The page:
The crisis led the government to use aggressive public policy, but this time, they nationalized back the banks. As explained by Centonze, British depositors in Landsbanki's Icesave accounts panicked at the news from Icelands collapse and withdrew approximately 200 million (ISK38.9 billion) from their accounts. The UK Financial Services Authority (FSA), Britain's financial regulator, demanded that Landsbanki replenish its London branch with the same amount. The banks, due to their lack of liquidity, were not able to do so and looked for government assistance. In consequence, the first nationalized bank was Landsbanki in October of 2008. The government assured Icelandic depositors that their money was save, but it did not show the same convictions with the money of the depositors of the international branch of Landsbanki, Icesave. Depositors in the UK Austria, France, Germany, Russia, the Netherlands and other countries across Europe also discovered how their deposits were threatened by the financial crisis of Iceland. As a result, political frictions aroused between Iceland and the countries in which it opened the international branches of its banks. The UK took extreme measures against Iceland. On October, 2008 the UK government invoked its 2001 anti-terrorism legislation to impose financial sanctions against Iceland's actions which it believed to be detrimental to the country's economy (Centonze, 2011). At the same time, Buraoarbanki and Glitnir defaulted and looked for government help as well. However, the nationalization of the three banks provided little relief to the financial burden that the combined obligations of the banks represented. The debt was simply too big for the country to control. Hence, Iceland asked the assistance of the IMF (International Money Fund) at the end of 2008. The assistance of the IMF amounted to a two-year $2.1 billion standby


arrangement.xxxiii In addition, the Fund made $827 million immediately available to pay for due obligations.xxxivJonsson (2009) mentions that the loan made Iceland the first western European country to receive an IMF loan since the UK in 1976. Subsequently, as with any loan that the IMF extends to a country, there were strings attached to it. The Icelandic government had to make deep changes to its public policy and the structure of its financial system in order to receive the help from the IMF. First the IMF ordered the restructuration of the 3 now nationalized banks. This restructuration prohibited the banks to engage in international transactions. It only allowed inflows from national deposits. Also, the IMF ordered an equaling a capital adequacy ratio of at least 10%, and apply stronger regulatory and supervisory practices to the banking sector (Centonze, 2011). Second, Iceland had to allow foreign experts to build the new financial framework in which the banks would now operate, increasing supervisory practices and allowing the international auditors to value the assets of the banks. Third, settle all the disputes that the banks had through their international branches for losses on deposits. Fourth, plan for a medium-term fiscal consolidation program beginning with the 2010 budget to achieve a small structural surplus by 2011 and debt (approximately 80% of GDP at the time of the crisis) sustainability going forward (Centonze, 2011). Evidently, the measures imposed to Iceland show how the country lost the majority of its sovereignty in public policy decisions towards its financial system. The IMF restructured the financial frameworks that were enacted and grew from the early 1990s to the privatization of the banks in 2002. The IMF deducted that the privatization of the banks was not properly regulated. In addition, the EEA revised its policies. Benediktsdottir et al explain that, It (the EEA) is currently proposing to set up bodies tasked with monitoring and supervising financial institutions in Europe. These are the European Systemic Risk Board (ESRB), and European Banking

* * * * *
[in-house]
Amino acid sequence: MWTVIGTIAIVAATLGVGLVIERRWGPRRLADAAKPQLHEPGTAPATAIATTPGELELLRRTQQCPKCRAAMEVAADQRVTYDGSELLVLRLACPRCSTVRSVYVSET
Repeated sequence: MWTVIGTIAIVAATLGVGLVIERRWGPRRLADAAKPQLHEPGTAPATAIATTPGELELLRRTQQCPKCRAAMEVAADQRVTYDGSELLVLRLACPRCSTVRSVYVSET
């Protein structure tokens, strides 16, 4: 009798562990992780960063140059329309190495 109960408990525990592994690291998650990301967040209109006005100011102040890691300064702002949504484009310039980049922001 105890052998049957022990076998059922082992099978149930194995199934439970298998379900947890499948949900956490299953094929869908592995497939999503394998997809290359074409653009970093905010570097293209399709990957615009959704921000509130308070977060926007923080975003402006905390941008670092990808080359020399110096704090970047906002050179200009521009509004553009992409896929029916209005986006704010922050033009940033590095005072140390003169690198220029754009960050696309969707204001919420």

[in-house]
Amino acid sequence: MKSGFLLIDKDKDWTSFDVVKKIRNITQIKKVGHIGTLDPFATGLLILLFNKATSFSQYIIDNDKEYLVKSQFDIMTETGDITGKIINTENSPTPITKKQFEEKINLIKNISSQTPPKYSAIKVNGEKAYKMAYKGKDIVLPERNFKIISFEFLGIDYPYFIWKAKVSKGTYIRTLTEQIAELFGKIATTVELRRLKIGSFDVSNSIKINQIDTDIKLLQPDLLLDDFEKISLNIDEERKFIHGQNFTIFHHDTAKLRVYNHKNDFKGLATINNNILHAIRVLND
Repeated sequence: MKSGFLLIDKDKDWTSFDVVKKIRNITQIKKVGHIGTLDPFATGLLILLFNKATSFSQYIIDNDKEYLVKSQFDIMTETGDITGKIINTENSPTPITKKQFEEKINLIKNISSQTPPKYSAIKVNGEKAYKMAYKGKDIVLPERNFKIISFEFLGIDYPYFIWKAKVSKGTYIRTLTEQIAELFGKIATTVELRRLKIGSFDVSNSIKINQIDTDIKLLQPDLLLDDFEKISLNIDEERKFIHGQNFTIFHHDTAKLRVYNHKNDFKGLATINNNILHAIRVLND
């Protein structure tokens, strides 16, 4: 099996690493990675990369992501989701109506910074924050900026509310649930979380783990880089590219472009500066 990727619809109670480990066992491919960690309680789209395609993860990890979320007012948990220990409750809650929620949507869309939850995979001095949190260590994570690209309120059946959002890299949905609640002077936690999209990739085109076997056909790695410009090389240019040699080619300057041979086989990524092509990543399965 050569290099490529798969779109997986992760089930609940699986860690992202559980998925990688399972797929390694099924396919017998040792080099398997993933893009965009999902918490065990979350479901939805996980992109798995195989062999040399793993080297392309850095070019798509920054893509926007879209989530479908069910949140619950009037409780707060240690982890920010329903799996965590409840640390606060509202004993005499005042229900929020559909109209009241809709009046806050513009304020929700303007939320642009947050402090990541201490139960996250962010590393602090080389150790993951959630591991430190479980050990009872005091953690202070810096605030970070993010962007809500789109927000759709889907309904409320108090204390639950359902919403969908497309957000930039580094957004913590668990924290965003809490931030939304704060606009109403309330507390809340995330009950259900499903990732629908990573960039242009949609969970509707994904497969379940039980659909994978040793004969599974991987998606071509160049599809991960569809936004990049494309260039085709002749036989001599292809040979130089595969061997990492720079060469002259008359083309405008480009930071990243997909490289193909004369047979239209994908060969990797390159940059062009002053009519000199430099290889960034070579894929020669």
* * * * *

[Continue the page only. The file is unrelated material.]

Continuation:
Authority (EBA) and European Securities and Markets Authority (ESMA) (Benediktsdottir, Danielsson, & Zoega, 2010). The creation of more solid policies by the EEA shows how the crisis in Iceland impacted the policies of the whole European economic sector. Conclusion The events that transcended in 2008 in Iceland have been recorded as the worst financial crisis in the history of the world relative to the size and the population of the country. The adoptions of public policies that were supposed to strengthen the financial markets of Iceland consumed the country in less than 20 years. In 2008, I remember watching in the news how Icelanders took the streets and protested on how their government sold the country to the bankers. The crisis, which included a 100 percent currency depreciation, collapse of property prices, 95 percent wipeout of the stock market, 10 percent unemployment, terrorist sanctions, a credit freeze, double-digit inflation and so on, Iceland. The crisis culminated with the IMF and the EU intervention. The intervention has been heavily criticized by the citizens of Iceland because they know that the sovereignty of their country has been mocked in order to make up for the mistakes that generated millions of Krona to the financial sector of Iceland. Finally, I would like to present an excerpt of the conclusion of the report that the Special Investigation Commission (SIC) conducted. It summarizes the consequences of the public policies that changed Iceland forever. When the size of the financial system of a country is nine times its gross domestic product the roles are reversed. This was the case in Iceland. It appears that both the turmoil the entire, successful economy of


parliament and the government lacked both the power and the courage to set reasonable limits to the financial system. All the energy seems to have been directed at keeping the financial system going. It had grown so large, that it was impossible to risk that even one part of it would collapse.


Works Cited Benediktsdottir, S., Danielsson, J., & Zoega, G. (2010). Lessons from a collapse of a financial system. Yale University; London School of Economics; University of Iceland and Birkbeck . Centonze, A. (2011). Iceland's Financial Meltdown. Journal of Financial Education, 37(1/2), , pp. 131-166. Jonsson, . (2009). Why Iceland? McGrow Hill. O.E.C.D.. (1998 ). Deregulation of the financial sector. OECD Economic Surveys: Iceland. S.I.C. (2010). Report of the Special Investigation Commission (SIC). Retrieved from



(JNSSON, 2009) (JNSSON, 2009) iii (Benediktsdottir, Danielsson, & Zoega, 2010) iv Such as the fishing sector (Centonze, 2011) v (Benediktsdottir, Danielsson, & Zoega, 2010) vi (Centonze, 2011) vii OECD Economic Surveys: Iceland viii OECD Economic Surveys: Iceland ix This act separated investment and commercial banking activities. x (Benediktsdottir, Danielsson, & Zoega, 2010) xi (OECD, 1998 ) xii (Centonze, 2011) xiii (Centonze, 2011) xiv (Centonze, 2011) xv (Benediktsdottir, Danielsson, & Zoega, 2010) xvi (Centonze, 2011) xvii Norway, Finland, Sweden and Denmark, Austria, Germany, UK, Ireland, Canada, US and China. xviii (JNSSON, 2009) xix (Centonze, 2011) xx (JNSSON, 2009) xxi Top of the Fitch credit rating scale. xxii Interest rates of only 15 to 25 points over the benchmark interest rate (BGH (2010), chapters 7 and 21). xxiii consolidated total regulatory capital / total risk-weighted volume xxiv A countrys total imports of goods, services and transfers compared to the country's total export of goods, services and transfers.ii xxv

(Centonze, 2011) (Centonze, 2011) xxvii (Centonze, 2011) xxviii (Centonze, 2011) xxix (Centonze, 2011) xxx (Centonze, 2011) xxxi (Centonze, 2011) xxxii (Benediktsdottir, Danielsson, & Zoega, 2010) xxxiii (Centonze, 2011) xxxiv (Centonze, 2011)xxvi